Journal of Plant Pathology
Parcey, M., Gayder, S., Castle, A.J., Svircev, A.M. (2019) Study of Erwinia phage-host interactions through quantitative real-time PCR. J Plant Pathol. 101: 849-83
The goal of many biocontrol programs is the use of bacteriophage to target and repress the population of a specific bacterial pathogen. Regardless of the environment in which the treatment will be applied, the study of the interactions between the phage and its host is primarily performed using plaque assays, spot tests, and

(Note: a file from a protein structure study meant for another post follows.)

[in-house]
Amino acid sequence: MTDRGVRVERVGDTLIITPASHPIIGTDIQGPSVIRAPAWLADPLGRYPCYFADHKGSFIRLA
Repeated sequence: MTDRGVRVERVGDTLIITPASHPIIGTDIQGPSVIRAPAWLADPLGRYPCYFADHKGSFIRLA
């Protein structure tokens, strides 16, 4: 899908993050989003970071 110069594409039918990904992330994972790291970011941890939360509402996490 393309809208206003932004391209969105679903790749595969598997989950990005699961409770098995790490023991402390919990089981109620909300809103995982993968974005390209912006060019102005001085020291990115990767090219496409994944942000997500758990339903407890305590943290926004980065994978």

optical density measurements: all techniques which have remained vastly unchanged over the last 70 years. Using a combination of chloroform-based sampling, centrifugation, DNase treatment, and quantitative real-time PCR, the stage of the lytic phage lifecycle an individual Erwinia phage genome can be determined. Monitoring the rate of transition between these stages in a population then allows one to calculate adsorption rate, burst size, and the latent period of a phage-host combination within a single experiment. The characteristics of four different genera of Erwinia phage on their ideal hosts were determined using this technique. The Ea214virus and Sp6virus genera are able to adsorb to their hosts at a rate up to 6.6 times faster than Ea92virus and grican357virus while producing a comparable phage output over time suggesting they may make more effective phage-mediated biocontrol agents.